King Soopers already had a rewards program in place and, while Safeway requires that the points be redeemed at its stores, the other grocery chain allows customers to use them at the 27 Loaf 'n Jugs in town, although it is betting consumers will opt for one-stop shopping.

Other gasoline retailers have bemoaned the discounts for years and one in Monrose even filed a lawsuit alleging the groceries were selling below cost in violation of the law, but an appellate court upheld the practice.

BOULDER — Grocery chains are expanding their gasoline retailing beyond their parking lot locations.

King Soopers plans to open a company-operated gas station in August at the site where a Conoco closed. It is near but not on the premises of the grocery.

DENVER — James Catlin plans to resign as COO of Denver-based Kodiak Oil & Gas Corp. in December, company officials announced.

He cited personal reasons. Replacing him will be Lynn A. Peterson, president and CEO.

Catlin will remain with the company in a new post of executive vice president of business development and will remain on the board.

DENVER — 7-Eleven is exploding all over the state. In the past two years, 24 new franchises have opened, mostly in existing structures that have been remodeled to fit the company image. And downtown is becoming more popular.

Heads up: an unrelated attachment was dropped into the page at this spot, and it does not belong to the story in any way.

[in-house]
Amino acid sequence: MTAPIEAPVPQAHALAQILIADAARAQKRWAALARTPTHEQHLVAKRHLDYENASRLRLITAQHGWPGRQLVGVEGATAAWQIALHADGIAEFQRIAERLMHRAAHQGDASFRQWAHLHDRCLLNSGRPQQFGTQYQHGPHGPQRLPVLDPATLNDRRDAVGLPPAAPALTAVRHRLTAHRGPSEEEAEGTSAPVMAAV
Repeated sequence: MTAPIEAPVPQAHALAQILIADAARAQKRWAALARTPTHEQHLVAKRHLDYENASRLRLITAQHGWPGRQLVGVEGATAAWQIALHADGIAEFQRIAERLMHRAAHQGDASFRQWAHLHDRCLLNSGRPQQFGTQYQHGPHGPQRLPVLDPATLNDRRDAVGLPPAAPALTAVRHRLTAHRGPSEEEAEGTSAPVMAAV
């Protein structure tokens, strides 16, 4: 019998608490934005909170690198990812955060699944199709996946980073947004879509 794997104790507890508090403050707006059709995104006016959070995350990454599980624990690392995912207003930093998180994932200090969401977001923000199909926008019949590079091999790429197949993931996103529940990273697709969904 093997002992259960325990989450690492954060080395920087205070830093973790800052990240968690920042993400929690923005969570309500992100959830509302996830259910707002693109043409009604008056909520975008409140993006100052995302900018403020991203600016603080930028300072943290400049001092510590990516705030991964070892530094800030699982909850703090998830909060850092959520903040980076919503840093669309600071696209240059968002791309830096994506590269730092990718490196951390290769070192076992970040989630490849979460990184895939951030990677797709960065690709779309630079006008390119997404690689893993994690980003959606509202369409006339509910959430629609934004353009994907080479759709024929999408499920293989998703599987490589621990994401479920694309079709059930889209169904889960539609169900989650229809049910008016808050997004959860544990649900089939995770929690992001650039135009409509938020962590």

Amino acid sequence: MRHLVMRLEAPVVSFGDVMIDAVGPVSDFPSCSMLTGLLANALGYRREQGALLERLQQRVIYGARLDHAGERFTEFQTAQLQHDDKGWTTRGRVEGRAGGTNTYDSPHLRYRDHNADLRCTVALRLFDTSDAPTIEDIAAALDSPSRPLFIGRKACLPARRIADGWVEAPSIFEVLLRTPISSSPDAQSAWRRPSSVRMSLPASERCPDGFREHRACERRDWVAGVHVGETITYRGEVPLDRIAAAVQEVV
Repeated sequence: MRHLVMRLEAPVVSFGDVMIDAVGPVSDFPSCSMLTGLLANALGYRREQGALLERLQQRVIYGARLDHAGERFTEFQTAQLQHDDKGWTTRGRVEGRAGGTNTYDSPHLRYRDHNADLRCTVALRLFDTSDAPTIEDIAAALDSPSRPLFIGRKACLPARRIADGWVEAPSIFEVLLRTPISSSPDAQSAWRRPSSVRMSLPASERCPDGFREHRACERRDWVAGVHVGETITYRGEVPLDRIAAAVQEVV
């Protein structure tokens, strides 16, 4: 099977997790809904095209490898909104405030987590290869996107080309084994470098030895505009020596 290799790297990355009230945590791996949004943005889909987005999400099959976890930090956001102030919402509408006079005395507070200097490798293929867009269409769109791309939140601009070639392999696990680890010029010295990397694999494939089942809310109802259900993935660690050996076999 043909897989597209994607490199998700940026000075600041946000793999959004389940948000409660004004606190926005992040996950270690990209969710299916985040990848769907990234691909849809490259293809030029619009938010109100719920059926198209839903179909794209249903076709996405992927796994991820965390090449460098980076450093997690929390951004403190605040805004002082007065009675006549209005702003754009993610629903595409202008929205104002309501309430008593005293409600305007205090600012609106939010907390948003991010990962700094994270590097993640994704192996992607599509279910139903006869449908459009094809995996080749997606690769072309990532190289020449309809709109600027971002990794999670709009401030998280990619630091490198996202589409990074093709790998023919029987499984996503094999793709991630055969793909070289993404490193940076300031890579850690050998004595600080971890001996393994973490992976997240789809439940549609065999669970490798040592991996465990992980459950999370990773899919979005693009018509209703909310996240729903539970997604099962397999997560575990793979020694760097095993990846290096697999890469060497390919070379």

One opened recently at East Colfax Avenue and Race, another four blocks east. Six blocks away there already was a store and it is only eight blocks from another. The 16th Street Mall has one and it is four blocks away from yet another.

New stores are going into existing buildings because the chain has learned that it is easier to remodel than to build. But it aims to fit into the existing architecture. In one case the 7-Eleven gives a nod to the art deco style of the building it's in by having its sign wrapped around the building's curved corners. One in an older neighborhood has its signs set perpendicular to the building and under little green gabled roofs. Another store has only three unconnected bars for its red, green and orange logo. The main logo is set on a cube that juts out over the corner to fit the context of the high rise office building in which it is located.

Many of the c-stores are now franchises. The chain began a major switchover from company-owned stores in the last few years and made it financially viable for those interested to take on a franchise.

DENVER — An eight-year-old kidnap and sexual assault victim was dropped at a gasoline station an hour and a half after she was taken from an alley where she was looking for a lost puppy.

The youngster was with friends hunting for her puppy when a man parked next to a dumpster asked the children to help him get something from the receptacle. When they got close enough he grabbed the girl and threw her into his van. One of her companions ran for help but the driver got away.